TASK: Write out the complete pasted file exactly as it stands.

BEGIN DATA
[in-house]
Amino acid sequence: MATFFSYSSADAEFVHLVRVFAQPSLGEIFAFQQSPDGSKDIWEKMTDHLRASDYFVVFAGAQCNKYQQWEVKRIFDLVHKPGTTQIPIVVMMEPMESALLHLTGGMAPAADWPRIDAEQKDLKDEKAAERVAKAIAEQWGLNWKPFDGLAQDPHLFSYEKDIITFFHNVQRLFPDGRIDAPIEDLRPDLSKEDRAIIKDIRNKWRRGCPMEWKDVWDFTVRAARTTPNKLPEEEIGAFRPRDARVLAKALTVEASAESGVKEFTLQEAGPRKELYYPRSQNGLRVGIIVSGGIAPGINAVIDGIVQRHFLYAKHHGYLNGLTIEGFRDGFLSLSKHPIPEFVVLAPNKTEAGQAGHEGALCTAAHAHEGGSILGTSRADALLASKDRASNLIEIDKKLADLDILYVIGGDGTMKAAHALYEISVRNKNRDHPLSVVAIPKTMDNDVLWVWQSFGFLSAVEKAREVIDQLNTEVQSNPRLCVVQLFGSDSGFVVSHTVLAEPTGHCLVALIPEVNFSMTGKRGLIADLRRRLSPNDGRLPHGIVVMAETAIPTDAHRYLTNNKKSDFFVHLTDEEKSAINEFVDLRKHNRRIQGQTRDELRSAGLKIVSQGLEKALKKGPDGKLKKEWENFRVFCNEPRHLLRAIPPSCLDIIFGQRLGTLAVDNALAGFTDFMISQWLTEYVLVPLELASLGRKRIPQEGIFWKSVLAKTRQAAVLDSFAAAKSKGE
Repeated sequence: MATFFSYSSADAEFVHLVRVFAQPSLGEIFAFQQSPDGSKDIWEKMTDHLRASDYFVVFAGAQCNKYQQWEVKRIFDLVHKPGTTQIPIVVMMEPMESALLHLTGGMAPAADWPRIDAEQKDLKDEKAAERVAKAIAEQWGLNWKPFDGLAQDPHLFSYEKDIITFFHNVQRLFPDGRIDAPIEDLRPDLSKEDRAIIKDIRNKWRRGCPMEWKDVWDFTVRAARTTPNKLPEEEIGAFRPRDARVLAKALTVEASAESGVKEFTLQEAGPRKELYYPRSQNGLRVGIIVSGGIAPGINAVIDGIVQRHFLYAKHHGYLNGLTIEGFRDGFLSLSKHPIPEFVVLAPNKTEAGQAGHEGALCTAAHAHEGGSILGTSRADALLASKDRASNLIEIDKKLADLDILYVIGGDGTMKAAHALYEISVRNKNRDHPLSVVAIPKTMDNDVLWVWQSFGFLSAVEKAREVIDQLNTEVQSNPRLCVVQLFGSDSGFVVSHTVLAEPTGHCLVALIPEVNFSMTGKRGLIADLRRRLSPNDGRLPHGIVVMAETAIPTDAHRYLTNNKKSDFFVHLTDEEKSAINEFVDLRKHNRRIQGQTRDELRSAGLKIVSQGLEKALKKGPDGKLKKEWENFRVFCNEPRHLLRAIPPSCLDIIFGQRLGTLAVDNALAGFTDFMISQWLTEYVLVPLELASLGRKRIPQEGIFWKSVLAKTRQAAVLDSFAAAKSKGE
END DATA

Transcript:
[in-house]
Amino acid sequence: MATFFSYSSADAEFVHLVRVFAQPSLGEIFAFQQSPDGSKDIWEKMTDHLRASDYFVVFAGAQCNKYQQWEVKRIFDLVHKPGTTQIPIVVMMEPMESALLHLTGGMAPAADWPRIDAEQKDLKDEKAAERVAKAIAEQWGLNWKPFDGLAQDPHLFSYEKDIITFFHNVQRLFPDGRIDAPIEDLRPDLSKEDRAIIKDIRNKWRRGCPMEWKDVWDFTVRAARTTPNKLPEEEIGAFRPRDARVLAKALTVEASAESGVKEFTLQEAGPRKELYYPRSQNGLRVGIIVSGGIAPGINAVIDGIVQRHFLYAKHHGYLNGLTIEGFRDGFLSLSKHPIPEFVVLAPNKTEAGQAGHEGALCTAAHAHEGGSILGTSRADALLASKDRASNLIEIDKKLADLDILYVIGGDGTMKAAHALYEISVRNKNRDHPLSVVAIPKTMDNDVLWVWQSFGFLSAVEKAREVIDQLNTEVQSNPRLCVVQLFGSDSGFVVSHTVLAEPTGHCLVALIPEVNFSMTGKRGLIADLRRRLSPNDGRLPHGIVVMAETAIPTDAHRYLTNNKKSDFFVHLTDEEKSAINEFVDLRKHNRRIQGQTRDELRSAGLKIVSQGLEKALKKGPDGKLKKEWENFRVFCNEPRHLLRAIPPSCLDIIFGQRLGTLAVDNALAGFTDFMISQWLTEYVLVPLELASLGRKRIPQEGIFWKSVLAKTRQAAVLDSFAAAKSKGE
Repeated sequence: MATFFSYSSADAEFVHLVRVFAQPSLGEIFAFQQSPDGSKDIWEKMTDHLRASDYFVVFAGAQCNKYQQWEVKRIFDLVHKPGTTQIPIVVMMEPMESALLHLTGGMAPAADWPRIDAEQKDLKDEKAAERVAKAIAEQWGLNWKPFDGLAQDPHLFSYEKDIITFFHNVQRLFPDGRIDAPIEDLRPDLSKEDRAIIKDIRNKWRRGCPMEWKDVWDFTVRAARTTPNKLPEEEIGAFRPRDARVLAKALTVEASAESGVKEFTLQEAGPRKELYYPRSQNGLRVGIIVSGGIAPGINAVIDGIVQRHFLYAKHHGYLNGLTIEGFRDGFLSLSKHPIPEFVVLAPNKTEAGQAGHEGALCTAAHAHEGGSILGTSRADALLASKDRASNLIEIDKKLADLDILYVIGGDGTMKAAHALYEISVRNKNRDHPLSVVAIPKTMDNDVLWVWQSFGFLSAVEKAREVIDQLNTEVQSNPRLCVVQLFGSDSGFVVSHTVLAEPTGHCLVALIPEVNFSMTGKRGLIADLRRRLSPNDGRLPHGIVVMAETAIPTDAHRYLTNNKKSDFFVHLTDEEKSAINEFVDLRKHNRRIQGQTRDELRSAGLKIVSQGLEKALKKGPDGKLKKEWENFRVFCNEPRHLLRAIPPSCLDIIFGQRLGTLAVDNALAGFTDFMISQWLTEYVLVPLELASLGRKRIPQEGIFWKSVLAKTRQAAVLDSFAAAKSKGE